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United States Department of Agriculture

Agricultural Research Service

Pearl Millet Diseases - Viral
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Black streaked dwarf virus
Guinea grass mosaic virus
Indian peanut clump virus
Maize dwarf mosaic virus
Maize streak virus
Panicum mosaic virus
Satellite panicum mosaic virus
Wheat streak mosaic virus


Black Streaked Dwarf Virus

Symptoms:

Stunting or dwarfing occurs, particularly when plants are infected in the seedling stage. Symptoms on pearl millet are not well-documented. On maize, white, waxy swellings occur on veins. Foliage is dark-green with chlorotic streaks and splitting of leaf margins (McGee 1988).

Pathogen and disease characteristics:

Belongs to Reoviridae fijivirus group (Park et al. 1994). Isometric particles are 75-80 nm in diameter (McGee 1988). Transmission occurs persistently by planthoppers.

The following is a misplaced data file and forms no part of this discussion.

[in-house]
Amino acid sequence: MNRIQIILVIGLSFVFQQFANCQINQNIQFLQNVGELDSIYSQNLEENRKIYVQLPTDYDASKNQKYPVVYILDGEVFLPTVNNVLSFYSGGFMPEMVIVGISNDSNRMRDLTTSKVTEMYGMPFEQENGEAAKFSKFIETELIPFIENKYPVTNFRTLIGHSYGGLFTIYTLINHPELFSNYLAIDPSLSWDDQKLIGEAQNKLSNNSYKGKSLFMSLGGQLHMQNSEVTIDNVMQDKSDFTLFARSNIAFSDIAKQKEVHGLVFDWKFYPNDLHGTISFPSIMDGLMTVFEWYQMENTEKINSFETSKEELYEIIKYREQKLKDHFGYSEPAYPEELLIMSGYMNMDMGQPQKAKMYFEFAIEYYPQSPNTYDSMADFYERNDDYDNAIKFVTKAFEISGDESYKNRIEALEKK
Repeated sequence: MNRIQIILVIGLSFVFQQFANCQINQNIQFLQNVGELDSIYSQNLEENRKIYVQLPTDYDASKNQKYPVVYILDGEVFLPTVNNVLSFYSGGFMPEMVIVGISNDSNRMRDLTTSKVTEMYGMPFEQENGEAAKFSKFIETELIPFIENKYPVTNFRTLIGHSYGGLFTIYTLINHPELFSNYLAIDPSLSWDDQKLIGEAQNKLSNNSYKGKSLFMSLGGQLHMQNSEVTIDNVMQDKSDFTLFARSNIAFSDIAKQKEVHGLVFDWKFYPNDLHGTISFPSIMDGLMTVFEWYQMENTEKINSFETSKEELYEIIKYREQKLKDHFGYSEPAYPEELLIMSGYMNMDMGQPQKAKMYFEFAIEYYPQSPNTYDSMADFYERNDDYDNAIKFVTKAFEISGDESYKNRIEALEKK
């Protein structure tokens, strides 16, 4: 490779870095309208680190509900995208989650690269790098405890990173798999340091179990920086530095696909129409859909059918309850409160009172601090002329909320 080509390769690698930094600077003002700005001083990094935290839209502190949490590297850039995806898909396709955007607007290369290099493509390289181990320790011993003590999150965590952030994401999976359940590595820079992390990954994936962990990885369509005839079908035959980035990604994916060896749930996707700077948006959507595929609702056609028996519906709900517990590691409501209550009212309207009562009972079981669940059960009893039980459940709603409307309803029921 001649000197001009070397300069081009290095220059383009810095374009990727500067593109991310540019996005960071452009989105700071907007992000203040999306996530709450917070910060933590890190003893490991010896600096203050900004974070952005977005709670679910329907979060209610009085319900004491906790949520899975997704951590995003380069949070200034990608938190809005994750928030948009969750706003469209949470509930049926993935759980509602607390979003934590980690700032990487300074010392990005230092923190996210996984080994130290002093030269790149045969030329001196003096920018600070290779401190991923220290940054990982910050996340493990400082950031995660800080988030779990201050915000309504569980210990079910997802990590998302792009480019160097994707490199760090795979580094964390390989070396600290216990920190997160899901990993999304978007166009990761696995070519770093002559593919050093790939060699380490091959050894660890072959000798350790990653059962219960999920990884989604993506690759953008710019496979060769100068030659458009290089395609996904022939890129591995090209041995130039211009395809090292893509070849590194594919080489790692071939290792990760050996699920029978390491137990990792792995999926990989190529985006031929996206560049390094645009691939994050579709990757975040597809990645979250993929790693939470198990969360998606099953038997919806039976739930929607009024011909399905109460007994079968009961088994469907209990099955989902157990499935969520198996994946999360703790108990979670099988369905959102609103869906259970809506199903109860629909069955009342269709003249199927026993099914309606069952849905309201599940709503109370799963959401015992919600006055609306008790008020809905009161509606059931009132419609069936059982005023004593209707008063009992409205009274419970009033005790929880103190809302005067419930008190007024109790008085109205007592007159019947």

Host range:

Pearl millet, corn, rice, finger millet, barnyardgrass, Isachne globosa, barley, wheat, barnyard millet, Digitaria sanguinali (Choi, Lee, and Ryu 1989, Choi, Park, and Park 1989), rye (McGee 1988)

Geographic distribution:

South Korea, Japan (on maize)

Nomenclature discrepancies:

Alternative names for the disease:

Rice black-streaked dwarf

Maize streaked dwarf

Seed transmission:

Not described in literature. Probably not seed transmitted (B.H. Choi, personal communication)

Primary citation(s):

As above


Guinea Grass Mosaic Virus

Symptoms:

Young diseased plants show lines of light green eye spots or a pale green mosaic, depending on cultivar. Symptoms develop into a striped mosaic by elongation and coalescing of the eye-spots. Some plants show severe symptoms with dwarfing.

Pathogen and disease characteristics: